Figure 4
Patients’ global assessment of treatment tolerability at the end of the maintenance phase – relative frequencies by absolute naloxone prolonged-release (PR) dose (intention-to-treat population). In the placebo group, patients received ...
Figure 5
Investigators’ global assessment of treatment tolerability at the end of the maintenance phase – relative frequencies by absolute naloxone prolonged-release (PR) dose (intention-to-treat population). In the placebo group, patients received ...

The distribution of preference between ‘titration’, ‘maintenance’ and ‘no preference’ was generally even in terms of efficacy for patients in the placebo group – 37.0% of patients preferred the titration phase, 34.8% preferred the maintenance phase and 28.2% had no preference. Patient preference for the maintenance phase was 45.2%, 44.2% and 57.5% for the 10, 20 and 40 mg/day naloxone doses respectively (Figure 6). A similar trend towards preference for the maintenance phase was also observed with investigators (Figure 7).

Figure 6
Patients’ preference of treatment efficacy according to study phase – relative frequencies by absolute naloxone prolonged-release (PR) dose (intention-to-treat population). In the placebo group, patients received oxycodone PR and a placebo. ...
Figure 7
Investigators’ preference of treatment efficacy according to study phase – relative frequencies by absolute naloxone prolonged-release (PR) dose (intention-to-treat population). In the placebo group, patients received oxycodone PR and ...

With regard to the preference of treatment phase in terms of tolerability, a similar trend was observed. In the placebo group, 34.8% of patients preferred the maintenance phase compared with 54.8%, 60.5% and 57.5% of patients in the 10, 20 and 40 mg/day naloxone groups respectively. A similar trend was seen for investigators, with 34.8% preferring the maintenance phase in the placebo group compared with 52.4%, 55.8% and 60.0% for the 10, 20 and 40 mg naloxone groups respectively.

Oxycodone PR/naloxone PR dose ratio

In terms of efficacy, the 2 : 1 dose ratio was ranked ‘good’ or ‘very good’ by 70.4% of patients and investigators. In comparison, placebo (40, 60 and 80 mg/placebo combined) was ranked as ‘good’ or ‘very good’ by 43.5% of patients and 47.8% of investigators. Only 18.5% of patients and 11.1% of investigators ranked the efficacy of the 2 : 1 dose ratio as ‘moderate’, ‘slightly poor’, ‘poor’ or ‘very poor’ compared with 37.0% and 43.5%, respectively, for placebo.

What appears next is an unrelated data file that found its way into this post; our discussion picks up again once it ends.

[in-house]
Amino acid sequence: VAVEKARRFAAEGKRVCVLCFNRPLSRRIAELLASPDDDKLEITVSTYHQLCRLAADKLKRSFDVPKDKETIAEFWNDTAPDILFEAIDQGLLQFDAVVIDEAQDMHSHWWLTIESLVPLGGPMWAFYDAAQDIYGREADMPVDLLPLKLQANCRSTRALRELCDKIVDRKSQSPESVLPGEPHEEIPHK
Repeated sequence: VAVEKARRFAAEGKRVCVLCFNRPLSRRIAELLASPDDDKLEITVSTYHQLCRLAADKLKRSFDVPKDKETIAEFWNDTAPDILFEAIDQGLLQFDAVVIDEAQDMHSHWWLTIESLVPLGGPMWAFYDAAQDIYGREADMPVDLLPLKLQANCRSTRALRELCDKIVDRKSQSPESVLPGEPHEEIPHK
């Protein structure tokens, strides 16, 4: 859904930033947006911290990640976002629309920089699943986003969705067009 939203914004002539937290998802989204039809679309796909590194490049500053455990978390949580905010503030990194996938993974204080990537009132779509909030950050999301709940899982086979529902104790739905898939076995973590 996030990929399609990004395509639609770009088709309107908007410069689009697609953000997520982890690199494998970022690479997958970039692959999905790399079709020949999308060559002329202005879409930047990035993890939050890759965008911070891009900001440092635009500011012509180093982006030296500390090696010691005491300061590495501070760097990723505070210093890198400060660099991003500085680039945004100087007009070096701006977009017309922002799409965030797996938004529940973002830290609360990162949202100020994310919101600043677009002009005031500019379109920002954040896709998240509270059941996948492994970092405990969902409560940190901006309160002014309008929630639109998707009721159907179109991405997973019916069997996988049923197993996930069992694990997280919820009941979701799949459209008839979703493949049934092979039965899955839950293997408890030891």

In terms of tolerability, the 2 : 1 dose ratio was ranked ‘good’ or ‘very good’ by 81.5% of patients and investigators. This compares favourably with placebo (40, 60 and 80 mg/placebo combined), which was ranked as ‘good’ or ‘very good’ by 78.3% of investigators and 71.7% of patients. None of the investigators and only 7.4% of patients ranked the tolerability of the 2 : 1 dose ratio as ‘moderate’ to ‘very poor’ compared with 13.0% and 17.4%, respectively, for placebo.

With regard to patient preference for treatment phase based on efficacy, the data for placebo were evenly distributed between the different study phases (titration phase 37.0%; maintenance phase 34.8%; no preference 28.3%). In contrast, the majority of patients in the treatment arm of the study preferred the maintenance phase in which they received oxycodone PR and naloxone PR. For the 2 : 1 dose ratio, 51.9% of patients preferred the maintenance phase, while 33.3% had no preference. A similar trend was seen for investigators, with 48.1% preferring the maintenance phase in the 2 : 1 dose ratio group compared with 30.4% who preferred the maintenance phase for the placebo group.

The distribution of patient preference between different treatment phases in the placebo group was also evenly distributed in terms of tolerability (titration phase 32.6%; maintenance phase 34.8%; no preference 32.6%). For the 2 : 1 dose ratio, 55.6% of patients preferred the maintenance phase, while 29.6% had no preference. A similar trend was seen for investigators, with 34.8% preferring the maintenance phase for the placebo group compared with 55.6% for the 2 : 1 dose ratio.

The safety analysis included a total of 202 patients. No trends or possible treatment-related pathological laboratory findings could be identified for any of the treatment groups. No deaths occurred during the study.

Adverse events during the maintenance phase were observed in all treatment groups (range: 62.7–70.0%), although the number of events increased with increasing naloxone PR dose, with 111, 119, 129 and 140 events in the placebo, 10, 20 and 40 mg/day naloxone PR dose groups respectively. Most adverse events were deemed to be mild or moderate in intensity based on investigator assessment. There was a slight trend for an increase in moderate and severe adverse events with increasing naloxone dose, but the incidence of serious adverse events was low and generally comparable across all active naloxone PR treatment groups. The most frequent adverse events were increased sweating, diarrhoea, nausea, abdominal pain, restlessness, muscle cramps, sedation, headache and vertigo.